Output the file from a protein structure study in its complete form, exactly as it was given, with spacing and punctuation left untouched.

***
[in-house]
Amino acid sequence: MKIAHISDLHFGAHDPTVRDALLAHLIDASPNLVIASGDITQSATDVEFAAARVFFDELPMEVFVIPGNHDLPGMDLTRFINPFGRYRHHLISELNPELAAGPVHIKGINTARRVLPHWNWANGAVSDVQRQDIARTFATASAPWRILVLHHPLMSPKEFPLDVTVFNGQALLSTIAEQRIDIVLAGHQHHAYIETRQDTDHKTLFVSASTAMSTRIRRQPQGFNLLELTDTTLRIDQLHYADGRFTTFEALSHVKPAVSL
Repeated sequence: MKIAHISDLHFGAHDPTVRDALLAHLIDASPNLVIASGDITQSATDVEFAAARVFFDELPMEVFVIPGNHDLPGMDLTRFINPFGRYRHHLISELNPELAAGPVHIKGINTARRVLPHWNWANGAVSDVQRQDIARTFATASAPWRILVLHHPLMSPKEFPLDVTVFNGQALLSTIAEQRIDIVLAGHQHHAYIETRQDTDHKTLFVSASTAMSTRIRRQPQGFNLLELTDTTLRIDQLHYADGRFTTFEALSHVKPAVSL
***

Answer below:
[in-house]
Amino acid sequence: MKIAHISDLHFGAHDPTVRDALLAHLIDASPNLVIASGDITQSATDVEFAAARVFFDELPMEVFVIPGNHDLPGMDLTRFINPFGRYRHHLISELNPELAAGPVHIKGINTARRVLPHWNWANGAVSDVQRQDIARTFATASAPWRILVLHHPLMSPKEFPLDVTVFNGQALLSTIAEQRIDIVLAGHQHHAYIETRQDTDHKTLFVSASTAMSTRIRRQPQGFNLLELTDTTLRIDQLHYADGRFTTFEALSHVKPAVSL
Repeated sequence: MKIAHISDLHFGAHDPTVRDALLAHLIDASPNLVIASGDITQSATDVEFAAARVFFDELPMEVFVIPGNHDLPGMDLTRFINPFGRYRHHLISELNPELAAGPVHIKGINTARRVLPHWNWANGAVSDVQRQDIARTFATASAPWRILVLHHPLMSPKEFPLDVTVFNGQALLSTIAEQRIDIVLAGHQHHAYIETRQDTDHKTLFVSASTAMSTRIRRQPQGFNLLELTDTTLRIDQLHYADGRFTTFEALSHVKPAVSL